The current path to success for an Indian lending fintech company seems to be a) Build a business around an arbitrage in the short-term, b) build scale by complementing a Bank’s services, c) build a Brand, and then eventually d) build a Bank.
Exploit an arbitrage: The raw material (read funds) of a lending fintech is often 2-3 times more expensive as compared to their traditional counterparts. A typical up-start can raise debt from the markets at between 12-14% versus a Scheduled Commercial Bank deposit rate at between 4-6%. Most lending categories see a turf war or grabbing some share of an existing pie from the Banks instead of increasing the pie and thus it is crucial for an early player to identify an area of arbitrage which it can exploit to gain the initial momentum and sustain, especially given that it cannot get into pricing war on account of the higher cost of funds.
Complement Banking services to build scale: The other crucial point is to avoid a direct confrontation with the Banks in the early days and figure out ways to be complementing the Banks’ services rather than competing with them.
Build a Brand: “Whose customer it is?” This is the most important question to be answered when building a fintech. I have spoken to many Bank managements which are happy and comfortable in tying up with Fintech companies as distribution/delivery channels and believe that given the strong Brand pull and trust of the Bank, the customer ultimately belongs to the Bank. Fintech founders, on the other hand think that in most cases, they front the relationship with the customers and thus own the customers. In reality, the amount of value add as well as the extent of customer visibility will decide the customer’s as well as the Bank’s perception about whom does the customer belong to in a joint Bank/Fintech partnership for credit delivery. However, from a Fintech’s perspective, it is very important to build visible scale quickly in order to have any shot at building a well-known Brand and own the customer.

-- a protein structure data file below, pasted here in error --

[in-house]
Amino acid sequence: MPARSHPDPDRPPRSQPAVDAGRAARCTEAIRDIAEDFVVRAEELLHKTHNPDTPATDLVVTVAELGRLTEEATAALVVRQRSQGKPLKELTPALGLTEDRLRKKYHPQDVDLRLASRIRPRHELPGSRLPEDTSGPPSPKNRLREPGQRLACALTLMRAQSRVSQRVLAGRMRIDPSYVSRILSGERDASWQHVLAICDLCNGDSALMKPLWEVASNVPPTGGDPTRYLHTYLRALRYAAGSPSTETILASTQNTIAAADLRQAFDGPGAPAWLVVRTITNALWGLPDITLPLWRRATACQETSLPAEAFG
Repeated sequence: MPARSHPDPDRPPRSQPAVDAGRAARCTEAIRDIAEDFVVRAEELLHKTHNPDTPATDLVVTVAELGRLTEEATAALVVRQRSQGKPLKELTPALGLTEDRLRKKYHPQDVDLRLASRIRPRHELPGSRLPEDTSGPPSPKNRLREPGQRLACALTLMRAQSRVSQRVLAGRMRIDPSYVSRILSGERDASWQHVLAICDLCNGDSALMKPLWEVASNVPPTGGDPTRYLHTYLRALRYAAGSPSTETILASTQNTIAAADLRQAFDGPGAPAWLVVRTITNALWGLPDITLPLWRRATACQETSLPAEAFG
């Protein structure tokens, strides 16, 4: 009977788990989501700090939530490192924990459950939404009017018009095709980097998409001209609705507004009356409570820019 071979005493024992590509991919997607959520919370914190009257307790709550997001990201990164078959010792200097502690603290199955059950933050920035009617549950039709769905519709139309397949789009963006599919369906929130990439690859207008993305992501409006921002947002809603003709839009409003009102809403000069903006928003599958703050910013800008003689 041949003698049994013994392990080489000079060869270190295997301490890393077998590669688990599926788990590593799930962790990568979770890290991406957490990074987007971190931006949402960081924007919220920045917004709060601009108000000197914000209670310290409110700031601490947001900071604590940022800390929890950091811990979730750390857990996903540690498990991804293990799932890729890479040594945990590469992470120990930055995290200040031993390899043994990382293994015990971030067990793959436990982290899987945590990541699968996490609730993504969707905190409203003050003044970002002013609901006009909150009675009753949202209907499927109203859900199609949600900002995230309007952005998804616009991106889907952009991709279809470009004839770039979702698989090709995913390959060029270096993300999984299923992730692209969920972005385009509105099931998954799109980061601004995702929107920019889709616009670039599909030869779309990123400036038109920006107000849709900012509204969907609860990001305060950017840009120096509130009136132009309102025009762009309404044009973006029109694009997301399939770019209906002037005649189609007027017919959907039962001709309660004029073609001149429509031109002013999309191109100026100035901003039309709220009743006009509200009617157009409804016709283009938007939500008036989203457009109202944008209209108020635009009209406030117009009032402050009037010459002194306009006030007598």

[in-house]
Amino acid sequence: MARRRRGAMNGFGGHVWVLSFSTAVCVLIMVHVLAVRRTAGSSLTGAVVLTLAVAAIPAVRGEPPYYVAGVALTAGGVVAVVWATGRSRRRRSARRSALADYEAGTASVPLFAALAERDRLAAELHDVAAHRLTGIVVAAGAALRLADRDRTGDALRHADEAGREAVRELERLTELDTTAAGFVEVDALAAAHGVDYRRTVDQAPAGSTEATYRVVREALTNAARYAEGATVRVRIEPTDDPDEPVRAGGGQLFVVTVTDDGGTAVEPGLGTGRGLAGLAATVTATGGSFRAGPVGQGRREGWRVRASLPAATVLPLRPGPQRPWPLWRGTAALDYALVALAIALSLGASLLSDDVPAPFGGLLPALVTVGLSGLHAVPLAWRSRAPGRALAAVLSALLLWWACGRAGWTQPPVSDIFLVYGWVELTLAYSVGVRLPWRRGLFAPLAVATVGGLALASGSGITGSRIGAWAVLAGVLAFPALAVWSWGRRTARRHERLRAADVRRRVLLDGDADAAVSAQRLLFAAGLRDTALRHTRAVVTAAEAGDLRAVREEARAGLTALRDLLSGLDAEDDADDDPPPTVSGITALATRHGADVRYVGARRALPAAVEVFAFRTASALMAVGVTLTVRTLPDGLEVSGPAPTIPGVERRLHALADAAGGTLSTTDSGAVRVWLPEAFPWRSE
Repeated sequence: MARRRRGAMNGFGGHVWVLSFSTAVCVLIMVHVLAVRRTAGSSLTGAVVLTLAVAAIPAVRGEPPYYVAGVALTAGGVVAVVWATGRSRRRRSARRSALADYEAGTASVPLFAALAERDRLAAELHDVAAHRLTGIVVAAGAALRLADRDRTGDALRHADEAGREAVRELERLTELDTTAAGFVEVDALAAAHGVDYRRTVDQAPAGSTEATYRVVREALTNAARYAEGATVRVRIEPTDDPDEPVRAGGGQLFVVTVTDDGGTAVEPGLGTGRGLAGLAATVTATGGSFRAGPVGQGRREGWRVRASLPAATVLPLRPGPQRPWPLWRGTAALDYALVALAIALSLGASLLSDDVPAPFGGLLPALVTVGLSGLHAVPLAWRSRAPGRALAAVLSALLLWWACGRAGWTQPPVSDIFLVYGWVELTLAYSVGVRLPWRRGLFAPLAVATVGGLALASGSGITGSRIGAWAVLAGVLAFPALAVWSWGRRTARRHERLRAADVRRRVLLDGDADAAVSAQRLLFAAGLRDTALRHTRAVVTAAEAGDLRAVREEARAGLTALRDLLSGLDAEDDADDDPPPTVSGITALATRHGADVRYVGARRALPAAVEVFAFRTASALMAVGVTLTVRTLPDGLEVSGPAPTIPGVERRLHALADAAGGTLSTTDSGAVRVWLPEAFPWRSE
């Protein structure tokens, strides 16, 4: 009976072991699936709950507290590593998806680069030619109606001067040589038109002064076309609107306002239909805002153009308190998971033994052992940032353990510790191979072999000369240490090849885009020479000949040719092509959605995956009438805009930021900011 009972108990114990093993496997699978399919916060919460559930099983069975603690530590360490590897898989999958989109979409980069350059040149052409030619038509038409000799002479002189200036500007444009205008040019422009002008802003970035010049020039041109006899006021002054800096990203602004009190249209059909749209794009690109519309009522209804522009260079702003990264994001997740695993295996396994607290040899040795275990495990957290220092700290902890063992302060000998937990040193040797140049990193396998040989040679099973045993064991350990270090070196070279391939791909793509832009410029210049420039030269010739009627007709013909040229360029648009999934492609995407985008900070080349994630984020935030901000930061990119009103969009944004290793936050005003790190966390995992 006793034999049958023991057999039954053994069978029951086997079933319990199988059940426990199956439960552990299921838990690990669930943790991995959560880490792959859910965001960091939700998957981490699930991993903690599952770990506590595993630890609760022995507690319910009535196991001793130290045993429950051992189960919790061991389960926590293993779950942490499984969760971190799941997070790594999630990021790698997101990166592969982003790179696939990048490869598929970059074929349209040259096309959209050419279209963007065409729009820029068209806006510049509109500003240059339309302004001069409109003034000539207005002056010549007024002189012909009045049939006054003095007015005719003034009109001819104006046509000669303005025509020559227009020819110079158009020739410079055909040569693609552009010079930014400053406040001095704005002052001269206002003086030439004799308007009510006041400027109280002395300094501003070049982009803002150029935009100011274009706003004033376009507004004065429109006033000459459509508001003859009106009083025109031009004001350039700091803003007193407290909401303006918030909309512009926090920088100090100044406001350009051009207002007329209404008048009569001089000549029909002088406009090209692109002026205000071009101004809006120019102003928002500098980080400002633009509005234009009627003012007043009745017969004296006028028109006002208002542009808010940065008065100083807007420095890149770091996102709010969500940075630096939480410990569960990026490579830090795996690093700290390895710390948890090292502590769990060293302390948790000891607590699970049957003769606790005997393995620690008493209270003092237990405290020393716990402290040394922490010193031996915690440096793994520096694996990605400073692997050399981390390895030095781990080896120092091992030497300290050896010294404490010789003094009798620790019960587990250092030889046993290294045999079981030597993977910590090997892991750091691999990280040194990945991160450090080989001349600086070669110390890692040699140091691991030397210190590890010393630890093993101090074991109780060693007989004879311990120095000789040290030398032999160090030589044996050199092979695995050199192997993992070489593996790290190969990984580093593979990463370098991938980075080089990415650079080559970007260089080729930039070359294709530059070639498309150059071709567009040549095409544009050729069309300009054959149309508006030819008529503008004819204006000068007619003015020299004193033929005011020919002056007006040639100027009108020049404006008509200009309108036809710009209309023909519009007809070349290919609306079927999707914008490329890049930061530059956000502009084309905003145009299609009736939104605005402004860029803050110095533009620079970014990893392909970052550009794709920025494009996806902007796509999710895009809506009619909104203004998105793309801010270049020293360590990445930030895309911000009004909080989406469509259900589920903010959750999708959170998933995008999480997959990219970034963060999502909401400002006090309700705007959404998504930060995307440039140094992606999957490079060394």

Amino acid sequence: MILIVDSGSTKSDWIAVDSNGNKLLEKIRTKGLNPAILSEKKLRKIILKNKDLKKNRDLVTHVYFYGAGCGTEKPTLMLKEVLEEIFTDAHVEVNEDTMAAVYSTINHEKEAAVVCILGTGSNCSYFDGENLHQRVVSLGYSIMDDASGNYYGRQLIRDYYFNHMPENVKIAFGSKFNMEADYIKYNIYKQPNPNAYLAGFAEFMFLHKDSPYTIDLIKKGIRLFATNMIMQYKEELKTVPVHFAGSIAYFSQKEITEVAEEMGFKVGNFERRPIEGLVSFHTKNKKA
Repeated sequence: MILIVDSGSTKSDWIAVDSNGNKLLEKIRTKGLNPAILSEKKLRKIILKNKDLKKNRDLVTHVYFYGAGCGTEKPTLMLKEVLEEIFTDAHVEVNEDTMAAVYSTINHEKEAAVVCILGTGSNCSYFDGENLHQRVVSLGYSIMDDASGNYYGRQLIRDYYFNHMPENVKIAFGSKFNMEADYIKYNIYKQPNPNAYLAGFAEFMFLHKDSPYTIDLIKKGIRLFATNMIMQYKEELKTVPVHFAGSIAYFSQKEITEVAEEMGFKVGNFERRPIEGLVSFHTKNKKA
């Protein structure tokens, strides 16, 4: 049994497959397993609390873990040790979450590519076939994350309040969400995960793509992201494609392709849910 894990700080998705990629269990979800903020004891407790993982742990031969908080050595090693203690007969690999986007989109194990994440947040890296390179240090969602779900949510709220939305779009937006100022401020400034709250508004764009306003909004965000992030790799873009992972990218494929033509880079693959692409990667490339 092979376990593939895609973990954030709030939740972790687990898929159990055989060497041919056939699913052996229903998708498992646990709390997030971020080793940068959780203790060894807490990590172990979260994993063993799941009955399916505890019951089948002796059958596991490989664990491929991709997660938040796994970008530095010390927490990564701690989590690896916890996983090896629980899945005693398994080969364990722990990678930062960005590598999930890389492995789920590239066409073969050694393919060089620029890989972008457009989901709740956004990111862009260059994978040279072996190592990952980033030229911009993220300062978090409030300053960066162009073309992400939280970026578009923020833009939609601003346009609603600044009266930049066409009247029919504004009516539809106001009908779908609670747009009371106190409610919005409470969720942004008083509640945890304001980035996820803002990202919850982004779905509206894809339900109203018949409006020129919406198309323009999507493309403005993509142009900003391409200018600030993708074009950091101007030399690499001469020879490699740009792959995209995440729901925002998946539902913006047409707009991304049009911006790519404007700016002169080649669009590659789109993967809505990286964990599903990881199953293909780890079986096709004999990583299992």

Build a Bank: Finally, the fourth step is to build a modern Bank in order to get access to the low cost of funds like the traditional Banks.
There are 5 types of arbitrages
- Technology arbitrage
- Regulatory arbitrage
- HR arbitrage
- Risk arbitrage
- Bureaucratic arbitrage
Technology arbitrage comes from specific expertise such as data science, digital marketing or adoption of modern technologies (e.g. cloud core-banking vs legacy core-banking). Even though advantages arising from technology arbitrages are short-lived, they may be enough for a new player to establish early momentum. This arbitrage manifests in the form of innovative products such as Buy-Now Pay-Later (BNPL), digital distribution (early Bankbazaar), network effects (Payment companies) and amazing UX (Moneytap)
Regulatory arbitrage comes from loose/non-existent regulations in a particular space. Regulators are always behind the curve since they cannot always anticipate the ever-changing technology and societal landscapes. Thus, many new emerging areas often do not have any regulations to begin with. This manifests in the form of innovative products, innovative distribution (doorstep delivery model of Rupeek), efficiencies (better pricing power – EarlySalary, less regulatory burdens, Higher RoA NBFCs – Bajaj Finance)
HR arbitrage comes from the ability of the Fintech ecosystem to hire and fire skilled/unskilled workforce across geographies and lesser overheads and related liabilities. This often allows Fintech companies to build staff augmentation business models, especially in the broader geographies where the Banks may not be present (Most Micro finance institution and Business Correspondent models fall in this category – Vakrangee/Spandana)
Risk arbitrage comes from the ability of the Fintech companies to take on higher (sometimes undue) risk due to the high-risk nature of equity of Fintech companies as well as their growth focus. Banks on the other hand, are very risk averse given their fiduciary role to their depositors. This allows Fintech companies to take on higher risks (directly in terms of customer segments or through risk exposure – FLDGs or guarantees) and carry out risky experiments. This usually manifests in the form of newer categories (consumer durable loans – Bajaj Finance, Short-term loans – Early salary, etc.)
Bureaucratic arbitrage comes from smaller size, management incentives and results in a higher speed of decision making for Fintech companies as opposed to their larger Banking counterparts. It is fascinating how many times I have heard Bankers say that we had this or that fintech model proposed internally but nothing moved because of lack of management will, lack of clarity in regulation or some department stalling the progress. This arbitrage often manifests in the form of incremental product features such as pre-approved personal loans or specific end-use Bank accounts (Fampay, Happay)
Please note that the examples given above are just indicative and a Fintech may ride on more than one arbitrages to build its business model. Also, the technology and regulatory landscapes are ever changing and will continue to influence how the Fintech ecosystem evolves in the future.